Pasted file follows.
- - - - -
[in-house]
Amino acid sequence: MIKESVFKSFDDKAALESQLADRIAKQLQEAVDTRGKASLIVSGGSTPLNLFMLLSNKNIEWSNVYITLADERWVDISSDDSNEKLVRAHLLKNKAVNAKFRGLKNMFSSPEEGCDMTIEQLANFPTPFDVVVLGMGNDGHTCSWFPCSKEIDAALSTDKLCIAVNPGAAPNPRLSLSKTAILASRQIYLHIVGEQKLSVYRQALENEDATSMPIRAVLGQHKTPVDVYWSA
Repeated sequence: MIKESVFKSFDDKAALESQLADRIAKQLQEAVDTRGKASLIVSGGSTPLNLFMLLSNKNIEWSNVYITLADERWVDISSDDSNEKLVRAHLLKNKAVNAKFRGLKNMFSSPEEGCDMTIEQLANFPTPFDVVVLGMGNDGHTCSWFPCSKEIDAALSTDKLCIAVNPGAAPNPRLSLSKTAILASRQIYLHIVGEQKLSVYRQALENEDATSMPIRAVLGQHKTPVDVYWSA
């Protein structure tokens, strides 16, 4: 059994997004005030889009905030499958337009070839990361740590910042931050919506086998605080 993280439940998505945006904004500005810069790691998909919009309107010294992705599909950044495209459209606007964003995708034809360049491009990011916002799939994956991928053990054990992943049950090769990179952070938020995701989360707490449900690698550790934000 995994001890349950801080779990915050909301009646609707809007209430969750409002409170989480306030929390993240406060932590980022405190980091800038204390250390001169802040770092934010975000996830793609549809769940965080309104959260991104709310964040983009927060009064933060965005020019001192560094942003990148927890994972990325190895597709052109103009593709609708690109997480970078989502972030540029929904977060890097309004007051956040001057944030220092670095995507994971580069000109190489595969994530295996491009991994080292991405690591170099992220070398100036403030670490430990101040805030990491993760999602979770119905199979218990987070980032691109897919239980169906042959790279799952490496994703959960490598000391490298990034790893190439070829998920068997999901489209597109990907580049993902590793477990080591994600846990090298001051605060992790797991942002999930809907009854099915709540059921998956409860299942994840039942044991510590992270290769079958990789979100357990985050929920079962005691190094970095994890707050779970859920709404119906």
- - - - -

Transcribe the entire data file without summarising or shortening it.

[in-house]
Amino acid sequence: MIKESVFKSFDDKAALESQLADRIAKQLQEAVDTRGKASLIVSGGSTPLNLFMLLSNKNIEWSNVYITLADERWVDISSDDSNEKLVRAHLLKNKAVNAKFRGLKNMFSSPEEGCDMTIEQLANFPTPFDVVVLGMGNDGHTCSWFPCSKEIDAALSTDKLCIAVNPGAAPNPRLSLSKTAILASRQIYLHIVGEQKLSVYRQALENEDATSMPIRAVLGQHKTPVDVYWSA
Repeated sequence: MIKESVFKSFDDKAALESQLADRIAKQLQEAVDTRGKASLIVSGGSTPLNLFMLLSNKNIEWSNVYITLADERWVDISSDDSNEKLVRAHLLKNKAVNAKFRGLKNMFSSPEEGCDMTIEQLANFPTPFDVVVLGMGNDGHTCSWFPCSKEIDAALSTDKLCIAVNPGAAPNPRLSLSKTAILASRQIYLHIVGEQKLSVYRQALENEDATSMPIRAVLGQHKTPVDVYWSA
């Protein structure tokens, strides 16, 4: 059994997004005030889009905030499958337009070839990361740590910042931050919506086998605080 993280439940998505945006904004500005810069790691998909919009309107010294992705599909950044495209459209606007964003995708034809360049491009990011916002799939994956991928053990054990992943049950090769990179952070938020995701989360707490449900690698550790934000 995994001890349950801080779990915050909301009646609707809007209430969750409002409170989480306030929390993240406060932590980022405190980091800038204390250390001169802040770092934010975000996830793609549809769940965080309104959260991104709310964040983009927060009064933060965005020019001192560094942003990148927890994972990325190895597709052109103009593709609708690109997480970078989502972030540029929904977060890097309004007051956040001057944030220092670095995507994971580069000109190489595969994530295996491009991994080292991405690591170099992220070398100036403030670490430990101040805030990491993760999602979770119905199979218990987070980032691109897919239980169906042959790279799952490496994703959960490598000391490298990034790893190439070829998920068997999901489209597109990907580049993902590793477990080591994600846990090298001051605060992790797991942002999930809907009854099915709540059921998956409860299942994840039942044991510590992270290769079958990789979100357990985050929920079962005691190094970095994890707050779970859920709404119906």